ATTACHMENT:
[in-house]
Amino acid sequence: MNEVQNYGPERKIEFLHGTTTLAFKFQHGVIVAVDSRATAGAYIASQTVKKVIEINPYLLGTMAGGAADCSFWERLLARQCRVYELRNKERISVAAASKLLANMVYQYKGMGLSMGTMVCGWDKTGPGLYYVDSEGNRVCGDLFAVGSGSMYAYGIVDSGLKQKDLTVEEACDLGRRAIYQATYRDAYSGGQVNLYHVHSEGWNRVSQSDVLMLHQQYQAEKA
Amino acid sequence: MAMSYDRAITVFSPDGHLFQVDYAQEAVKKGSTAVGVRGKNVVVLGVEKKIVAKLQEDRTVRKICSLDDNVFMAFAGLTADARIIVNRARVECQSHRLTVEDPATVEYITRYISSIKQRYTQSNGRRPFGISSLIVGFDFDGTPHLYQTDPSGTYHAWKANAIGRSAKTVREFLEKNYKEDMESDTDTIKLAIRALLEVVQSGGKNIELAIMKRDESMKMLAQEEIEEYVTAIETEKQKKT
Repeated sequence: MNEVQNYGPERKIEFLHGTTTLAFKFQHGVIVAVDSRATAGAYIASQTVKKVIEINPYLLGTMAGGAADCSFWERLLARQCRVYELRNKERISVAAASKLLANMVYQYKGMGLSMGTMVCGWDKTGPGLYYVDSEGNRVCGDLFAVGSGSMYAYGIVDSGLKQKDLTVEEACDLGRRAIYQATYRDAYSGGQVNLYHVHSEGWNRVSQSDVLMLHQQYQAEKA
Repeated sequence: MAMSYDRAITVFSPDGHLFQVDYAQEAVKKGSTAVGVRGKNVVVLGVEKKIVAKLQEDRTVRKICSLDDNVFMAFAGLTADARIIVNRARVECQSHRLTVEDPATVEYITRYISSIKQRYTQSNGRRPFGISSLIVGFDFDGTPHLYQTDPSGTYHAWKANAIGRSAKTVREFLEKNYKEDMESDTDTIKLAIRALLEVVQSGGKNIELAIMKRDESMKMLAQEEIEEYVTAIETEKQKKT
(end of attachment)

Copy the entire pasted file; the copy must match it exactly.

[in-house]
Amino acid sequence: MNEVQNYGPERKIEFLHGTTTLAFKFQHGVIVAVDSRATAGAYIASQTVKKVIEINPYLLGTMAGGAADCSFWERLLARQCRVYELRNKERISVAAASKLLANMVYQYKGMGLSMGTMVCGWDKTGPGLYYVDSEGNRVCGDLFAVGSGSMYAYGIVDSGLKQKDLTVEEACDLGRRAIYQATYRDAYSGGQVNLYHVHSEGWNRVSQSDVLMLHQQYQAEKA
Amino acid sequence: MAMSYDRAITVFSPDGHLFQVDYAQEAVKKGSTAVGVRGKNVVVLGVEKKIVAKLQEDRTVRKICSLDDNVFMAFAGLTADARIIVNRARVECQSHRLTVEDPATVEYITRYISSIKQRYTQSNGRRPFGISSLIVGFDFDGTPHLYQTDPSGTYHAWKANAIGRSAKTVREFLEKNYKEDMESDTDTIKLAIRALLEVVQSGGKNIELAIMKRDESMKMLAQEEIEEYVTAIETEKQKKT
Repeated sequence: MNEVQNYGPERKIEFLHGTTTLAFKFQHGVIVAVDSRATAGAYIASQTVKKVIEINPYLLGTMAGGAADCSFWERLLARQCRVYELRNKERISVAAASKLLANMVYQYKGMGLSMGTMVCGWDKTGPGLYYVDSEGNRVCGDLFAVGSGSMYAYGIVDSGLKQKDLTVEEACDLGRRAIYQATYRDAYSGGQVNLYHVHSEGWNRVSQSDVLMLHQQYQAEKA
Repeated sequence: MAMSYDRAITVFSPDGHLFQVDYAQEAVKKGSTAVGVRGKNVVVLGVEKKIVAKLQEDRTVRKICSLDDNVFMAFAGLTADARIIVNRARVECQSHRLTVEDPATVEYITRYISSIKQRYTQSNGRRPFGISSLIVGFDFDGTPHLYQTDPSGTYHAWKANAIGRSAKTVREFLEKNYKEDMESDTDTIKLAIRALLEVVQSGGKNIELAIMKRDESMKMLAQEEIEEYVTAIETEKQKKT